Professor’s award-winning research ‘has broken new ground’ in helping autistic children to communicate  

Ralf Schlosser wearing smartwatch with assistive communication technology
Ralf Schlosser, a professor in the department of communication sciences and disorders at Northeastern, demonstrates his award-winning research that uses everyday devices iPads, Apple Watches, etc. to help non-verbal autistic children and other disorders communicate with the world around them. Photo by Matthew Modoono/Northeastern University

Northeastern professor Ralf Schlosser has dedicated his career to breaking down communication barriers faced by minimally verbal autistic children. 

When he started working at Northeastern 25 years ago, that meant enlisting the help of expensive, dedicated, specialized and somewhat stigmatizing technology.

More recently, Schlosser has been a leader in employing mainstream mobile technologies such as iPads and animation to allow children with severe communication impairments to do everything from requesting a glass of water to delivering a lecture on a school topic.

“The field has shifted to general consumer-level technologies, like the iPad, smart speakers and smart watches. It helps them communicate better and it’s non-stigmatizing because you and I also might be wearing a watch,” Schlosser says.

headshot of Ralf Schlosser
Ralf Schlosser, a professor in the department of communication sciences and disorders at Northeastern, has received highest honors from the American Speech Language and Hearing Association for “breaking new ground” in helping autistic children communicate Photo by Matthew Modoono/Northeastern University

“About 30% of autistic children have little or no functional speech and benefit from augmentative and alternative communication strategies and devices. That’s the population I work with,” he says.

Breaking new ground

Schlosser’s scientific research and evidence-based progress in the field led to his being given highest honors from the American Speech Language and Hearing Association last winter.

Rajinder Koul, who chairs the department of speech, language and hearing sciences at the University of Texas in Austin, says Schlosser’s contributions “have enhanced and altered the course of the profession.”

Repurposing mainstream mobile technologies to promote language and communication “has broken new ground in providing evidence-based solutions to enhancing communication for people with little or no functional speech,” Koul says.

“This has potentially changed the lives of people with developmental disabilities,” Koul says.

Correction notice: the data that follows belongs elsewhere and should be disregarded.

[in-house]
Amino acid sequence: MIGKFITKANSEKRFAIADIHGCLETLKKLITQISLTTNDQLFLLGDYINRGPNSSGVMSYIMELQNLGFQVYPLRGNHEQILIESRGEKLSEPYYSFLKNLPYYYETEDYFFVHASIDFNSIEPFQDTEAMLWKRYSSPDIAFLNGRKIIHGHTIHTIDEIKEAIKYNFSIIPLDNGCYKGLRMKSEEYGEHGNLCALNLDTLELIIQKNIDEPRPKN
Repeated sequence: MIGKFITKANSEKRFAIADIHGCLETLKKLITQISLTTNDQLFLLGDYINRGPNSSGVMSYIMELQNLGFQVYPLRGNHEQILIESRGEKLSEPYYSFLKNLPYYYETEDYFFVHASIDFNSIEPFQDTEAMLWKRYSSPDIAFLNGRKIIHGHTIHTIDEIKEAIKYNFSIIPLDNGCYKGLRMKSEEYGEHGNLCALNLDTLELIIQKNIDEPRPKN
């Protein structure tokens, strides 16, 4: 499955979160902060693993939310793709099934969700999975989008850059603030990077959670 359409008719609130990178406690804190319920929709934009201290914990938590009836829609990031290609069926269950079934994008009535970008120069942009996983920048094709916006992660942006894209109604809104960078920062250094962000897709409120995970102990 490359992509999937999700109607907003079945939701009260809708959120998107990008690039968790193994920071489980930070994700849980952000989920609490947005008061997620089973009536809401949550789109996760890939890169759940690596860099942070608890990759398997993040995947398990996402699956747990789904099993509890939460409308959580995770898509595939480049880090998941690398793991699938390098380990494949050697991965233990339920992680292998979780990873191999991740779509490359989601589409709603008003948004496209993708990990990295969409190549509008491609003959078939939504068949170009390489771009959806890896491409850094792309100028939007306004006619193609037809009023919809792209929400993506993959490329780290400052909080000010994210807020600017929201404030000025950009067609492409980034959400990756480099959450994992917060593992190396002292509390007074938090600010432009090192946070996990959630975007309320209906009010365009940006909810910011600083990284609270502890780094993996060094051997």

A surprise improvement in speech

The communication devices are tailored and personalized to the children’s abilities.

Children who can read are given devices with the conventional spelling system of language or text.

“For other children who are not at that level in terms of literacy, we use graphic symbols, icons or photographs,” Schlosser says. “We use whatever is appropriate for the child.”

The focus of communication intervention varies by child and where they are in the progression toward communicative competence, he says.

Communication can range from basic statements such as, “I’m hungry” or “I’m thirsty” to more sophisticated interactions such as asking questions and greeting people.

Some individuals have feared that using alternative modes of communication meant that the youngsters would “give up” on speech, he says.

“But that is not the case,” Schlosser says.

“We’re actually seeing improvements in speech. And that came as a surprise to some of us.”

“The important thing is we are always speaking along with using these modalities,” Schlosser says. “We look at communication as multimodal.”

Revealing thoughts and feelings

Closing the communication gap with technology has helped reveal the thoughts and feelings of nonverbal people in a way that wasn’t possible before, Schlosser says.

“They can show what they’re thinking, and we get to know the authentic person behind the person who is using the system.”

Schlosser says that what is among the most amazing things is being able to see a person who is considered minimally verbal “be spontaneous and respond on the fly.”

Schlosser, who is a professor of communication sciences and disorders at Northeastern’s  Bouvé College of Health Sciences, collaborates on research with clinicians at Boston Children Hospital’s Autism Language Program, which he says sees about 1,500 autistic children a year.

He also is founding editor of a journal called Evidence-Based Communication Assessment and Intervention, which appraises already published research in order to provide clinicians with assistance in implementing evidence-based practice. 

Koul says the journal is also an example of the work Schlosser has done to debunk pseudoscientific interventions in the field.

An example of pseudoscience is when individuals assisting non-speaking individuals in using communication devices unknowingly guide their answers and basically create their responses instead of having the autistic person “speak” for themselves.

“It’s not the child’s voice that we’re hearing,” Schlosser says. 

“It’s the facilitators speaking. And that is not what we want in the field. We want independent communication.” 

“It’s very applied work. It’s very clinical,” Schlosser says about his research. “And I also find it very rewarding.”

Cynthia McCormick Hibbert is a Northeastern Global News reporter. Email her at or contact her on Twitter @HibbertCynthia.